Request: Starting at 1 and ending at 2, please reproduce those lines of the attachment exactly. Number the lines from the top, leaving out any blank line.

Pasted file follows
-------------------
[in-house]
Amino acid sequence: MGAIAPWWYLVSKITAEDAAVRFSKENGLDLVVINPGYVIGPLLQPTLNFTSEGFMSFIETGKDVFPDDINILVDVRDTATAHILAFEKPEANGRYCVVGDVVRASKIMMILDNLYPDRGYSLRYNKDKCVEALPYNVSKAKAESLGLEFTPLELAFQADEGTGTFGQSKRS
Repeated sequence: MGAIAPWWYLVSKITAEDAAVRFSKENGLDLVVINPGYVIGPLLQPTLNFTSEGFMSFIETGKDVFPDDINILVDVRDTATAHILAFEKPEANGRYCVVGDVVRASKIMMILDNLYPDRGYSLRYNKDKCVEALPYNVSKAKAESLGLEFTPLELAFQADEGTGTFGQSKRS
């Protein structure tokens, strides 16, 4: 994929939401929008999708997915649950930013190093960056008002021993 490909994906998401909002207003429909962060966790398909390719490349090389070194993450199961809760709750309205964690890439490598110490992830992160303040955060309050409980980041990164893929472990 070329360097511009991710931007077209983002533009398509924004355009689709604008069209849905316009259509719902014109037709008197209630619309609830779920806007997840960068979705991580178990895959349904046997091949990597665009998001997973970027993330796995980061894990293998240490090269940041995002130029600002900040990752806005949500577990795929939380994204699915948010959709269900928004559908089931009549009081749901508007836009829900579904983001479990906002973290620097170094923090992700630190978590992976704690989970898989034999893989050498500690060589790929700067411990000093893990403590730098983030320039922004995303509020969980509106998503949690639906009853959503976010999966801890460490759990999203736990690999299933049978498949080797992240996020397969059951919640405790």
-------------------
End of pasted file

[in-house]
Amino acid sequence: MGAIAPWWYLVSKITAEDAAVRFSKENGLDLVVINPGYVIGPLLQPTLNFTSEGFMSFIETGKDVFPDDINILVDVRDTATAHILAFEKPEANGRYCVVGDVVRASKIMMILDNLYPDRGYSLRYNKDKCVEALPYNVSKAKAESLGLEFTPLELAFQADEGTGTFGQSKRS